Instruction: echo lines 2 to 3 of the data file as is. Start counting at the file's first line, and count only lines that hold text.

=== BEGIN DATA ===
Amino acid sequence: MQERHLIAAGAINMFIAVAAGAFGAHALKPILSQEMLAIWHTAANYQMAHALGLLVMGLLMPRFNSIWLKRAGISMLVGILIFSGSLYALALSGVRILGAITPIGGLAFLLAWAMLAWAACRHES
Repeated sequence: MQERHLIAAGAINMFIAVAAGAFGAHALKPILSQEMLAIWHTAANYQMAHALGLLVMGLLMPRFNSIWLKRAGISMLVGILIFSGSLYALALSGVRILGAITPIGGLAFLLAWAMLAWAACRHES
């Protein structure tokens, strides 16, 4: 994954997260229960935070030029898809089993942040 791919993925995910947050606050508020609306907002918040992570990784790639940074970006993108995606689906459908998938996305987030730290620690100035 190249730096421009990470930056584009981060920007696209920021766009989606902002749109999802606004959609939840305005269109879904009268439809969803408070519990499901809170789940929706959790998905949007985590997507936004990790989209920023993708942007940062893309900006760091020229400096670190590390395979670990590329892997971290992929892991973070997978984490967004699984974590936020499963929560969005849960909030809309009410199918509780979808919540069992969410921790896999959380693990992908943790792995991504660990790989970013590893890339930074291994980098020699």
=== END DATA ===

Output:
Repeated sequence: MQERHLIAAGAINMFIAVAAGAFGAHALKPILSQEMLAIWHTAANYQMAHALGLLVMGLLMPRFNSIWLKRAGISMLVGILIFSGSLYALALSGVRILGAITPIGGLAFLLAWAMLAWAACRHES
């Protein structure tokens, strides 16, 4: 994954997260229960935070030029898809089993942040 791919993925995910947050606050508020609306907002918040992570990784790639940074970006993108995606689906459908998938996305987030730290620690100035 190249730096421009990470930056584009981060920007696209920021766009989606902002749109999802606004959609939840305005269109879904009268439809969803408070519990499901809170789940929706959790998905949007985590997507936004990790989209920023993708942007940062893309900006760091020229400096670190590390395979670990590329892997971290992929892991973070997978984490967004699984974590936020499963929560969005849960909030809309009410199918509780979808919540069992969410921790896999959380693990992908943790792995991504660990790989970013590893890339930074291994980098020699």